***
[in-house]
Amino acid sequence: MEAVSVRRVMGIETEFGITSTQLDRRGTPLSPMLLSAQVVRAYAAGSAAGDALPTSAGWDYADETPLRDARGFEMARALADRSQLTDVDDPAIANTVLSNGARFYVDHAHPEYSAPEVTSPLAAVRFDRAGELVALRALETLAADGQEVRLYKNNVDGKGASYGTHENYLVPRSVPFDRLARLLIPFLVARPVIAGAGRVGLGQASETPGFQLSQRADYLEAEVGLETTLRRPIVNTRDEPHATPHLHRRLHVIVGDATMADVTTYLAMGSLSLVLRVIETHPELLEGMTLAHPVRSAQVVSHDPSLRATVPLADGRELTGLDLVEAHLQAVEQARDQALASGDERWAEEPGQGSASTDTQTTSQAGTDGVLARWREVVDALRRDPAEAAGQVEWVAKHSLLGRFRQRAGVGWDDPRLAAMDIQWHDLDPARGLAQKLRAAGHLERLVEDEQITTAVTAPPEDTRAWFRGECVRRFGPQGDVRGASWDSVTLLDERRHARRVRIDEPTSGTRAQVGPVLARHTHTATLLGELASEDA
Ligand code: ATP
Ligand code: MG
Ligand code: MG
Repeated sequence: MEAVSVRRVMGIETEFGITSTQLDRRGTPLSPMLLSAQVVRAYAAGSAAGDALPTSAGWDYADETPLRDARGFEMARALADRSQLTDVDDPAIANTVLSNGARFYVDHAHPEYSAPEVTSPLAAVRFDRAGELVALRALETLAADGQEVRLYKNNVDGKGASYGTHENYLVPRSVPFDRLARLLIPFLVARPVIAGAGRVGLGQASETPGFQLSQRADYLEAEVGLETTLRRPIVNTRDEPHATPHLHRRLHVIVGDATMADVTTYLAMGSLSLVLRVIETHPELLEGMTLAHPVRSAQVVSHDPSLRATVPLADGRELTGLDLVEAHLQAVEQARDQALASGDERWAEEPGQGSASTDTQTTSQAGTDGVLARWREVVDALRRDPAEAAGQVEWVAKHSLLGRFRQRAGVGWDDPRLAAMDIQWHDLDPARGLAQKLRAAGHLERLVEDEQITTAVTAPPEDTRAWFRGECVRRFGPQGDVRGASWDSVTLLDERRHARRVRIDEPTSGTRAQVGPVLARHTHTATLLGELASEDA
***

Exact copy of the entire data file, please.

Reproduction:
[in-house]
Amino acid sequence: MEAVSVRRVMGIETEFGITSTQLDRRGTPLSPMLLSAQVVRAYAAGSAAGDALPTSAGWDYADETPLRDARGFEMARALADRSQLTDVDDPAIANTVLSNGARFYVDHAHPEYSAPEVTSPLAAVRFDRAGELVALRALETLAADGQEVRLYKNNVDGKGASYGTHENYLVPRSVPFDRLARLLIPFLVARPVIAGAGRVGLGQASETPGFQLSQRADYLEAEVGLETTLRRPIVNTRDEPHATPHLHRRLHVIVGDATMADVTTYLAMGSLSLVLRVIETHPELLEGMTLAHPVRSAQVVSHDPSLRATVPLADGRELTGLDLVEAHLQAVEQARDQALASGDERWAEEPGQGSASTDTQTTSQAGTDGVLARWREVVDALRRDPAEAAGQVEWVAKHSLLGRFRQRAGVGWDDPRLAAMDIQWHDLDPARGLAQKLRAAGHLERLVEDEQITTAVTAPPEDTRAWFRGECVRRFGPQGDVRGASWDSVTLLDERRHARRVRIDEPTSGTRAQVGPVLARHTHTATLLGELASEDA
Ligand code: ATP
Ligand code: MG
Ligand code: MG
Repeated sequence: MEAVSVRRVMGIETEFGITSTQLDRRGTPLSPMLLSAQVVRAYAAGSAAGDALPTSAGWDYADETPLRDARGFEMARALADRSQLTDVDDPAIANTVLSNGARFYVDHAHPEYSAPEVTSPLAAVRFDRAGELVALRALETLAADGQEVRLYKNNVDGKGASYGTHENYLVPRSVPFDRLARLLIPFLVARPVIAGAGRVGLGQASETPGFQLSQRADYLEAEVGLETTLRRPIVNTRDEPHATPHLHRRLHVIVGDATMADVTTYLAMGSLSLVLRVIETHPELLEGMTLAHPVRSAQVVSHDPSLRATVPLADGRELTGLDLVEAHLQAVEQARDQALASGDERWAEEPGQGSASTDTQTTSQAGTDGVLARWREVVDALRRDPAEAAGQVEWVAKHSLLGRFRQRAGVGWDDPRLAAMDIQWHDLDPARGLAQKLRAAGHLERLVEDEQITTAVTAPPEDTRAWFRGECVRRFGPQGDVRGASWDSVTLLDERRHARRVRIDEPTSGTRAQVGPVLARHTHTATLLGELASEDA